in the timeliest manner possible.
Joe Friday's famous quote ("Just the facts, ma'am, just the
facts.")? You should let the Call Taker ask you questions,
and answer the questions as they are asked. You may be tempted to
tell the Call Taker that your husband is having chest pains, and
it might be indigestion because of what he ate but it seems worse
tonight. The Call Taker wants to know if he is conscious, turning
blue, becoming clammy, or has pain running down his arm. Indeed,
because the Call Taker must follow protocol, they are trained in
persistent repetition; that is, they will repeat the question until
you respond to it. This is a useful technique in emergency situations
where people are panicking and not necessarily responding to questions
or following a logical line of thinking.
responses are being logged into a computer system. The Call Taker
will make the determination of which service (i.e., Police, Fire,
or Medical) is needed and the level of urgency (e.g., emergency,
non-emergency) based on your responses. Depending on whether you
are in the city or county, the Call Taker will either dispatch that
service or transfer your call to the appropriate service provider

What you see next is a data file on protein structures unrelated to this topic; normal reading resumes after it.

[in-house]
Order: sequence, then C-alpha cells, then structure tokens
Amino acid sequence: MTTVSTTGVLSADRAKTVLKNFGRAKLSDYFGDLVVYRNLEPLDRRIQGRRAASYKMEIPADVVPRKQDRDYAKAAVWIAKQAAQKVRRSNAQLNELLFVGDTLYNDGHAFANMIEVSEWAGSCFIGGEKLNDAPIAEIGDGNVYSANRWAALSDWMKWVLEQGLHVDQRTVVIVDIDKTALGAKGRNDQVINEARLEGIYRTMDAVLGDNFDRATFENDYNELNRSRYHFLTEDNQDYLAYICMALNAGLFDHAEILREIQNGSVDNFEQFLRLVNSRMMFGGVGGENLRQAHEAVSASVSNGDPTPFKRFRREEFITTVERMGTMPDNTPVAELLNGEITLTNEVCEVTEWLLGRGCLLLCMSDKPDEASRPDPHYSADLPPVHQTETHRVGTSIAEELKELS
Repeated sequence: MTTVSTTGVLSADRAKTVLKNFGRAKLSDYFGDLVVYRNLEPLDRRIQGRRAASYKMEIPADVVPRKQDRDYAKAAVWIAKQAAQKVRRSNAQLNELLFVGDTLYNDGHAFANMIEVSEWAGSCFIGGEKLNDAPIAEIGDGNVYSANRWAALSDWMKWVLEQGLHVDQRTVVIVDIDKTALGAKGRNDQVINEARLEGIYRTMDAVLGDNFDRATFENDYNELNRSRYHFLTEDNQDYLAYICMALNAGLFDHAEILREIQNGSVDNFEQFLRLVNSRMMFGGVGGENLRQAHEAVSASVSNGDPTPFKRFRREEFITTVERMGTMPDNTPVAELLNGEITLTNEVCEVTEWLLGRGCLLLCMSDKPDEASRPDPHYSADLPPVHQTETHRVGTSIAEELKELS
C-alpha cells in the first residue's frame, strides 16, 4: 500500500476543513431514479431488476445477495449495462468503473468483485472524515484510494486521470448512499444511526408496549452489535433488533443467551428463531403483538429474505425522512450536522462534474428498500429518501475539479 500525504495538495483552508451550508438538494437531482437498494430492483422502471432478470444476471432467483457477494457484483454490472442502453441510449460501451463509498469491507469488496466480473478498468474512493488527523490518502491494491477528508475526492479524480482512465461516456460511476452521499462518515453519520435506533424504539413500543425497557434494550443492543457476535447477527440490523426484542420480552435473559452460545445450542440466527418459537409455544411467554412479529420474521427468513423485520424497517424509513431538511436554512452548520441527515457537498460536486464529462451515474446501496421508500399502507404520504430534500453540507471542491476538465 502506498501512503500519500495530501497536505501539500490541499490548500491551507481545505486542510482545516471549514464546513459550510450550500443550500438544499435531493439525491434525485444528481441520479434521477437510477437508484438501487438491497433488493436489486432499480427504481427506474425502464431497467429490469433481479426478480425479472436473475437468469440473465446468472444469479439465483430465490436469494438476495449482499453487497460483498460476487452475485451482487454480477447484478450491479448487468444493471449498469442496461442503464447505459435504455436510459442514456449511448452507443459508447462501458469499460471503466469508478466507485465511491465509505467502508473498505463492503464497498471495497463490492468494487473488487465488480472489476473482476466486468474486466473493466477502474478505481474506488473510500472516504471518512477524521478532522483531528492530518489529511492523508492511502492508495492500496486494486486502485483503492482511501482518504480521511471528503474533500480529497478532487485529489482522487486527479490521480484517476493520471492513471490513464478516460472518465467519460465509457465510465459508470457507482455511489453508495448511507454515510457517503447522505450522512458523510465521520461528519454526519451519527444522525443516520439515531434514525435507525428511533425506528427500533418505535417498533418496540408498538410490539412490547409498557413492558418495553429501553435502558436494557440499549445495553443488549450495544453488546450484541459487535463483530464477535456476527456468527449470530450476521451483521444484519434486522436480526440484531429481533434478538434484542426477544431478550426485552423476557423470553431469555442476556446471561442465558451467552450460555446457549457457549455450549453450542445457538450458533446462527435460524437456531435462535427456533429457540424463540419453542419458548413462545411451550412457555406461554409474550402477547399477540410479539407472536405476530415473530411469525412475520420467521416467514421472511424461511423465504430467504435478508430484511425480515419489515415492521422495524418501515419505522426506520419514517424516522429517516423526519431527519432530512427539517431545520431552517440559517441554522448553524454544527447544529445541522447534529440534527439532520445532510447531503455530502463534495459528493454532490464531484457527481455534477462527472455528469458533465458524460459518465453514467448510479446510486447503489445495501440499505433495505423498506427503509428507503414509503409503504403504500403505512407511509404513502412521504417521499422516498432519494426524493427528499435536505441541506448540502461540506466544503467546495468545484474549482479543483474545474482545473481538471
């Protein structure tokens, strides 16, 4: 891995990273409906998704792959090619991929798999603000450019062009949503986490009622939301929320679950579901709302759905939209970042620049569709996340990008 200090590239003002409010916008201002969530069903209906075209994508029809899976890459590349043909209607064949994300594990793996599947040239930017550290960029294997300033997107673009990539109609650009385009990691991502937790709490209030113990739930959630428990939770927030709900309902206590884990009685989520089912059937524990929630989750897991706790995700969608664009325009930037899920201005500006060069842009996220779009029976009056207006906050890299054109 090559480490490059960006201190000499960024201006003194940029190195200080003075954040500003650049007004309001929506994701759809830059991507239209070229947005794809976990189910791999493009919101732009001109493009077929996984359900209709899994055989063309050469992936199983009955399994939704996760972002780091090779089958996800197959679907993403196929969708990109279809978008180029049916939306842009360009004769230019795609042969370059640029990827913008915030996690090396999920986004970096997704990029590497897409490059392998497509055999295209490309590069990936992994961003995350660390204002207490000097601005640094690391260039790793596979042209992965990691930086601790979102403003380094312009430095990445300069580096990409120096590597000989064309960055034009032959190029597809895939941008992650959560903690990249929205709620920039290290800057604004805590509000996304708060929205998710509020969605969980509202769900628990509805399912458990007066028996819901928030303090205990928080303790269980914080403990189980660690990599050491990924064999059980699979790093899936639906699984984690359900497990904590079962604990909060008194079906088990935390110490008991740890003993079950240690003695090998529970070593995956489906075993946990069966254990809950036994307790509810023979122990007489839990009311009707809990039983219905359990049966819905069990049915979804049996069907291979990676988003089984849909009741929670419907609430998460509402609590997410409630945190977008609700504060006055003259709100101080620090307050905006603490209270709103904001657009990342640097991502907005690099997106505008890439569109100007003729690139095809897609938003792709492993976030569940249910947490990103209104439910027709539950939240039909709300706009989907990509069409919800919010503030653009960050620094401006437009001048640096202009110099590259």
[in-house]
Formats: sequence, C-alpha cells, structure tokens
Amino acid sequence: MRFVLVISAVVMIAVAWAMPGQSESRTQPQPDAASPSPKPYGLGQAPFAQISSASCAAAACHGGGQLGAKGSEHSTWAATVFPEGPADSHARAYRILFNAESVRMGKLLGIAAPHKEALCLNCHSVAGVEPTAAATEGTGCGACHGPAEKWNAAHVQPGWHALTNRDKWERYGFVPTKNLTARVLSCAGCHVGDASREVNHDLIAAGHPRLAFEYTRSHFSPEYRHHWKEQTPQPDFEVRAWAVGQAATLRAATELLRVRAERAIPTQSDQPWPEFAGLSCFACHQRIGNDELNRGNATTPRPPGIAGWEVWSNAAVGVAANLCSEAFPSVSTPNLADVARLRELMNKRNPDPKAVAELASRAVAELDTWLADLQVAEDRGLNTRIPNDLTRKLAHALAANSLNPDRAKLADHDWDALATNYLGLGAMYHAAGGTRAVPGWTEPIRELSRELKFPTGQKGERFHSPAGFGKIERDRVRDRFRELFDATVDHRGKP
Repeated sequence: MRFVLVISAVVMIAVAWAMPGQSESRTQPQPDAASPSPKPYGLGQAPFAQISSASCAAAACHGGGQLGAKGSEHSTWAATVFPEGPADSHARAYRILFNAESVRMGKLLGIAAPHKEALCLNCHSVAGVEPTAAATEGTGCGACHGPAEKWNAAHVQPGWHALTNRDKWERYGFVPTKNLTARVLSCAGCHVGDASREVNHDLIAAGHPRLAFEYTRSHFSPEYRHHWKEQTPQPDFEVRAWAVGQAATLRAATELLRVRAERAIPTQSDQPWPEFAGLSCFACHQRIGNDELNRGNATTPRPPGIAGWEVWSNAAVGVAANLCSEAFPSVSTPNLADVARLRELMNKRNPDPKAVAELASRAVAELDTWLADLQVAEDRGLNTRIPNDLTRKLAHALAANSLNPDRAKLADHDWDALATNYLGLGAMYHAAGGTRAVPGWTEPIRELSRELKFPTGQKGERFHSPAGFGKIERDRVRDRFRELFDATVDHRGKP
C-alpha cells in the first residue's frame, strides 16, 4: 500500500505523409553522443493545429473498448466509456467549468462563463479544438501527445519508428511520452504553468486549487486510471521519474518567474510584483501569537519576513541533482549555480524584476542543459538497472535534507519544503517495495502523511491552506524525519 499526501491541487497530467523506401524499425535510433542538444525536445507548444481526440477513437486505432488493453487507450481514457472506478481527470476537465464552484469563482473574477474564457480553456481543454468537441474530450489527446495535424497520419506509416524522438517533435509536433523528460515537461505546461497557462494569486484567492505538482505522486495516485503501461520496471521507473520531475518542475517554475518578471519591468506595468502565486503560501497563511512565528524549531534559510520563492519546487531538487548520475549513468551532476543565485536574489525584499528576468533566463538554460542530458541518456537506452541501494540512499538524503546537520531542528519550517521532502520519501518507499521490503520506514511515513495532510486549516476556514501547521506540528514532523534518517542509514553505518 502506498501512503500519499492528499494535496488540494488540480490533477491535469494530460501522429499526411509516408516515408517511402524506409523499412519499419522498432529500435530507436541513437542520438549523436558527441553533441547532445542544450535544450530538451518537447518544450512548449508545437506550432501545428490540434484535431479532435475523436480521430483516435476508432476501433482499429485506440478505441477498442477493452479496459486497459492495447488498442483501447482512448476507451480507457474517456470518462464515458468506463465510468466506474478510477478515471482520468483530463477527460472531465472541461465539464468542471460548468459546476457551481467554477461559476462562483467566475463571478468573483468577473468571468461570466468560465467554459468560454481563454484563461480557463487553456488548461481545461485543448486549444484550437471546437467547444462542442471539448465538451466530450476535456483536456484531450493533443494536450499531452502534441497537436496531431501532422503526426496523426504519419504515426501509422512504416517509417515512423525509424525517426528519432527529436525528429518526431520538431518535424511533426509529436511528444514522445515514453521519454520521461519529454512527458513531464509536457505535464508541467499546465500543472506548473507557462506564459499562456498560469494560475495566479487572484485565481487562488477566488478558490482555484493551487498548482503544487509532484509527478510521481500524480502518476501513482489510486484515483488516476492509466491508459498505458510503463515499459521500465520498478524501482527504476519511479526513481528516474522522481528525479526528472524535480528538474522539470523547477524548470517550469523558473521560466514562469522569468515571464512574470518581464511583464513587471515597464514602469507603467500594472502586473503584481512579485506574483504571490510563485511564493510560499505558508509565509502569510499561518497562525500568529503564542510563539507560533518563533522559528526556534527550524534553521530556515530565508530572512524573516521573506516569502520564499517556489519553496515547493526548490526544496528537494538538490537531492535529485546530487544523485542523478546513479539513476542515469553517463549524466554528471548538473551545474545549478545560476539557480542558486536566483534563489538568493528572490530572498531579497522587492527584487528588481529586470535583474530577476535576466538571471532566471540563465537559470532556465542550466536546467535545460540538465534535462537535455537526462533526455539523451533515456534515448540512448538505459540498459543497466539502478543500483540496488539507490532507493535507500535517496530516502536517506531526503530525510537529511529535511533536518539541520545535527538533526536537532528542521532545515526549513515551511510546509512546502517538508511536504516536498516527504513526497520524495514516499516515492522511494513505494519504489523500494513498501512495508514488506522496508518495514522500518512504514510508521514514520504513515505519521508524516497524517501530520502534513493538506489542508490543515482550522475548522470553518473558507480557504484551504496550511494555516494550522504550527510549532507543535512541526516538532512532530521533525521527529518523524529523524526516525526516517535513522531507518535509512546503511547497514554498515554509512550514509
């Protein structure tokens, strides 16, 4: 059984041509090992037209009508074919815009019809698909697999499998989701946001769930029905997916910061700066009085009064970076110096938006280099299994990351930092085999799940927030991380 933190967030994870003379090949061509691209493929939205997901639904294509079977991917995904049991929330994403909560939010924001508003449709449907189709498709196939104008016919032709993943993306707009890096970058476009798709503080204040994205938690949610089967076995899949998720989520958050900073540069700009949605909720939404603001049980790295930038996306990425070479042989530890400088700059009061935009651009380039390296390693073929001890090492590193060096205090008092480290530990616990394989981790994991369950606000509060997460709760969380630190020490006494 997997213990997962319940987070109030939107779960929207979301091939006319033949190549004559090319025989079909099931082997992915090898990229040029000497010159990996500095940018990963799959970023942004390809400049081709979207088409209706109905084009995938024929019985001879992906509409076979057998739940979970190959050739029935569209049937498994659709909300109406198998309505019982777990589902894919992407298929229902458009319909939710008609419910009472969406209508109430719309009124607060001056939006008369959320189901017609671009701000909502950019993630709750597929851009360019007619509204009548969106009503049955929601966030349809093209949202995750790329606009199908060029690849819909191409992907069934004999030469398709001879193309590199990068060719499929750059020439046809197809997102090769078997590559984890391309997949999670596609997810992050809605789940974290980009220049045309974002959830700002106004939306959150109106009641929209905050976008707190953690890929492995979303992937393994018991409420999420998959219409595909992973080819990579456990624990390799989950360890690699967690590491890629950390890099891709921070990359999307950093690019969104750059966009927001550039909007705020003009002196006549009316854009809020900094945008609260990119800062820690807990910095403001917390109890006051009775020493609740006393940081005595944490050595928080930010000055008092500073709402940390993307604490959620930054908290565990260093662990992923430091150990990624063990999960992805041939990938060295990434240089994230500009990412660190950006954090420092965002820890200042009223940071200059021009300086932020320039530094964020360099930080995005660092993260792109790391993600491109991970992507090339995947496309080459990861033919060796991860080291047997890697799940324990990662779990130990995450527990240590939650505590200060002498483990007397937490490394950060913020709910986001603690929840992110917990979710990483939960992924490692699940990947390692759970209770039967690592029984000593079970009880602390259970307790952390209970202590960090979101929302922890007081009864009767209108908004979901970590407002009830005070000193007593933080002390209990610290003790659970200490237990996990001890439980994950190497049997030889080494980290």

(e.g., Sheriff's Office), and relay a log of the information you
provided. By law, they are allowed to transfer the call only once.
calls are silent; that is, when the 9-1-1 Call Taker answers the
phone no one responds. These nonresponsive or "noncompliant"
calls must be treated as an emergency. If the Call Center has the
ANI/ALI Enhanced 9-1-1 features, a police car is sent to the address.
The officer on the scene then dispatches other services (e.g., fire,
medical) if they are needed.
Does this Mean for Deaf and Hard of Hearing Callers?
you well know, not being able to hear makes calling 9-1-1 extremely
stressful. Deaf callers typically use TTYs (text telephones) to
make phone calls. If the parties they are calling do not have TTYs,
they may make the call using the nationwide Telecommunications Relay
Service (TRS). The Deaf caller calls TRS and gives them the phone
number of the person they want to call. The TRS Communication Assistant
calls the number. The Deaf person types what he or she wants to
say, the Communication Assistant (CA) reads it to the hearing party.